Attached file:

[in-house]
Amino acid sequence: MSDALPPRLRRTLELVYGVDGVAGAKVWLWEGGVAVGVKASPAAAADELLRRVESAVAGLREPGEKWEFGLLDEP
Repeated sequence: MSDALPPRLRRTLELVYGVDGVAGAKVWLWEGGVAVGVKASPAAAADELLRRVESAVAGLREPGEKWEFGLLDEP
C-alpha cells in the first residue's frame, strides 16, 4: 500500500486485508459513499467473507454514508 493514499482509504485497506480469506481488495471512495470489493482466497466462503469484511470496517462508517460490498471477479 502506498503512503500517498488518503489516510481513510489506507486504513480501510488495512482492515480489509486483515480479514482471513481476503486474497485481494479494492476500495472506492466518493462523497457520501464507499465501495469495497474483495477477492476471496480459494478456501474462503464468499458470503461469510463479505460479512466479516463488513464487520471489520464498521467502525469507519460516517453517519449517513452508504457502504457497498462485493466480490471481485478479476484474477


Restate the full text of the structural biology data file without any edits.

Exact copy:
[in-house]
Amino acid sequence: MSDALPPRLRRTLELVYGVDGVAGAKVWLWEGGVAVGVKASPAAAADELLRRVESAVAGLREPGEKWEFGLLDEP
Repeated sequence: MSDALPPRLRRTLELVYGVDGVAGAKVWLWEGGVAVGVKASPAAAADELLRRVESAVAGLREPGEKWEFGLLDEP
C-alpha cells in the first residue's frame, strides 16, 4: 500500500486485508459513499467473507454514508 493514499482509504485497506480469506481488495471512495470489493482466497466462503469484511470496517462508517460490498471477479 502506498503512503500517498488518503489516510481513510489506507486504513480501510488495512482492515480489509486483515480479514482471513481476503486474497485481494479494492476500495472506492466518493462523497457520501464507499465501495469495497474483495477477492476471496480459494478456501474462503464468499458470503461469510463479505460479512466479516463488513464487520471489520464498521467502525469507519460516517453517519449517513452508504457502504457497498462485493466480490471481485478479476484474477